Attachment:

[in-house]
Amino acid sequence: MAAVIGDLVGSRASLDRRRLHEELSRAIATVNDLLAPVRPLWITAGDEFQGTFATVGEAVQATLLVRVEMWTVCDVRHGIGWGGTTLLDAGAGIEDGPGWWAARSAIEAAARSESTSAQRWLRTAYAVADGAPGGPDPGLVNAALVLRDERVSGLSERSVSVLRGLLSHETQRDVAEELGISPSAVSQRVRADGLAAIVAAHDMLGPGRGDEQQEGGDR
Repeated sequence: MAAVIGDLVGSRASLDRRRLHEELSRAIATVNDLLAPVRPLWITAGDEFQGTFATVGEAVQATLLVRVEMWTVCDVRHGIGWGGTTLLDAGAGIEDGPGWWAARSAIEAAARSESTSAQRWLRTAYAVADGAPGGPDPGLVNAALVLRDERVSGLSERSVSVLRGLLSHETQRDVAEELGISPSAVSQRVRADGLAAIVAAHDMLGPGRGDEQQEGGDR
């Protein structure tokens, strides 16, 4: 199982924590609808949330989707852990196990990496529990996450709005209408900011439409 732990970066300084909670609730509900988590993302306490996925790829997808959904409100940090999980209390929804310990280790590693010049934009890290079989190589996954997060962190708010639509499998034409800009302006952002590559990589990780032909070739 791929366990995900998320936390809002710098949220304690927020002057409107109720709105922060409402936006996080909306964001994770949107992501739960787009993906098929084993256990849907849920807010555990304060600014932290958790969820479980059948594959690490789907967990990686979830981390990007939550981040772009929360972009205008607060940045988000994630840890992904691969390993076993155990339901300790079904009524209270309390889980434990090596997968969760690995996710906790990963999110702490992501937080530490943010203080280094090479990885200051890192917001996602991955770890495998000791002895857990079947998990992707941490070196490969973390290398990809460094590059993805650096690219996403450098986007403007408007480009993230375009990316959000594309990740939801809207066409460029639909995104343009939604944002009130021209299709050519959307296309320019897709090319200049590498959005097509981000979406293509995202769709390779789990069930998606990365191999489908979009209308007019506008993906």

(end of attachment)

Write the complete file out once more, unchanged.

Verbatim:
[in-house]
Amino acid sequence: MAAVIGDLVGSRASLDRRRLHEELSRAIATVNDLLAPVRPLWITAGDEFQGTFATVGEAVQATLLVRVEMWTVCDVRHGIGWGGTTLLDAGAGIEDGPGWWAARSAIEAAARSESTSAQRWLRTAYAVADGAPGGPDPGLVNAALVLRDERVSGLSERSVSVLRGLLSHETQRDVAEELGISPSAVSQRVRADGLAAIVAAHDMLGPGRGDEQQEGGDR
Repeated sequence: MAAVIGDLVGSRASLDRRRLHEELSRAIATVNDLLAPVRPLWITAGDEFQGTFATVGEAVQATLLVRVEMWTVCDVRHGIGWGGTTLLDAGAGIEDGPGWWAARSAIEAAARSESTSAQRWLRTAYAVADGAPGGPDPGLVNAALVLRDERVSGLSERSVSVLRGLLSHETQRDVAEELGISPSAVSQRVRADGLAAIVAAHDMLGPGRGDEQQEGGDR
């Protein structure tokens, strides 16, 4: 199982924590609808949330989707852990196990990496529990996450709005209408900011439409 732990970066300084909670609730509900988590993302306490996925790829997808959904409100940090999980209390929804310990280790590693010049934009890290079989190589996954997060962190708010639509499998034409800009302006952002590559990589990780032909070739 791929366990995900998320936390809002710098949220304690927020002057409107109720709105922060409402936006996080909306964001994770949107992501739960787009993906098929084993256990849907849920807010555990304060600014932290958790969820479980059948594959690490789907967990990686979830981390990007939550981040772009929360972009205008607060940045988000994630840890992904691969390993076993155990339901300790079904009524209270309390889980434990090596997968969760690995996710906790990963999110702490992501937080530490943010203080280094090479990885200051890192917001996602991955770890495998000791002895857990079947998990992707941490070196490969973390290398990809460094590059993805650096690219996403450098986007403007408007480009993230375009990316959000594309990740939801809207066409460029639909995104343009939604944002009130021209299709050519959307296309320019897709090319200049590498959005097509981000979406293509995202769709390779789990069930998606990365191999489908979009209308007019506008993906």